Written by Will Hekman
The City of San Diego has finally released a memo written years ago by Todd Gloria that had already been public for years.
In 2015, then city council member Todd Gloria urged then-mayor Kevin Faulconer to develop citywide use and privacy policies around surveillance. At the time, Gloria had been reacting to the news of San Diego’s usage of facial recognition technology and license plate readers. Gloria supported city workers who used the technology for public safety but worried about if the technology violated civil liberties and the liability that came with the technology. Gloria urged Kevin Faulconer to make the city a, “leader in transparency”
The city considered the memo as too sensitive to be released to the public, saying that releasing the memo would prevent elected officials from speaking amongst themselves in public. But the city has since released the memo, even though the memo had been made public back in 2017.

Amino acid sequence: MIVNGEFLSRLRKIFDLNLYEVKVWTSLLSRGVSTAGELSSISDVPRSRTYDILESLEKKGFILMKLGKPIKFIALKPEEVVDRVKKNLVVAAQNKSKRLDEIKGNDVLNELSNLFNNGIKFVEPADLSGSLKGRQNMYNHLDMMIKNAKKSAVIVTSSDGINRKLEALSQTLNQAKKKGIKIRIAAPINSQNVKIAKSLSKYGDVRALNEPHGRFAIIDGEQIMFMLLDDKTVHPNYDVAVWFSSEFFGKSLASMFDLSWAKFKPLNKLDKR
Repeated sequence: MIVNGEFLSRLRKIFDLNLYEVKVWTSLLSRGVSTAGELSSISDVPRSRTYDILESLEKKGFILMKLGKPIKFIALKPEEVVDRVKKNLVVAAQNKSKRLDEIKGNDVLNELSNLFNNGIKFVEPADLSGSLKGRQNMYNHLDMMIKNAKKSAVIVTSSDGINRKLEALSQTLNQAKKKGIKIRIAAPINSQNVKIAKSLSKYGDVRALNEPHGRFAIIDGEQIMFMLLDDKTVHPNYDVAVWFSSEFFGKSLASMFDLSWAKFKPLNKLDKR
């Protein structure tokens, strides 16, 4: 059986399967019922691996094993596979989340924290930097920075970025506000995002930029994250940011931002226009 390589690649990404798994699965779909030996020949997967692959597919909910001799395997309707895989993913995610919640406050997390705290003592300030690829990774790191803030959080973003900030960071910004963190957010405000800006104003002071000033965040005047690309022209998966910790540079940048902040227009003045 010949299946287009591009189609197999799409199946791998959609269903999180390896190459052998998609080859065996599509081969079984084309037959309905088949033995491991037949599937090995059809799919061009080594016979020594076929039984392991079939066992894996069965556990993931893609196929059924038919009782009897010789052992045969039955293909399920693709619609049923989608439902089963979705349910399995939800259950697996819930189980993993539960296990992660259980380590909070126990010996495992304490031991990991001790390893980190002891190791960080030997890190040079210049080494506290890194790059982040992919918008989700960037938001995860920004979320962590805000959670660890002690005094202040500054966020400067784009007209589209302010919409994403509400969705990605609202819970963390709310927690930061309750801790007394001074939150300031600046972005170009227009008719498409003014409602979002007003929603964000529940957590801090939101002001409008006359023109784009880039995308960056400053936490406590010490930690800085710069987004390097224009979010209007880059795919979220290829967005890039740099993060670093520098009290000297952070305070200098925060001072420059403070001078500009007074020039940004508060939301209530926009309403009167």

The memo had been sent from the city to the House Committee on Oversight and Reform in 2017 when the Committee had an inquiry on facial recognition technology. The House posted the memo along with other documents in April. La Prensa and Voice of San Diego both requested separate copies of the memo, both were denied but the reasoning was different in each request. The Voice of San Diego received the denial from the City Council Administrative Director, “Any documents responsive to the request are being withheld pursuant to: Disclosure of the information would chill the City’s ability to have open and frank discussions about pre-decisional, deliberative matters,”. La Presa filed a similar request for the memo but the public records manager claimed there were “no responsive documents”. The California Public Records Act requires that agencies state whether a record exists and then give a reason for why it’s being withheld.
Nick Serrano, the deputy chief of staff to Mayor Gloria stated that the mayor, “is committed to transparency, and we expect all city employees to comply with the California Public Records Act to the letter of the law.”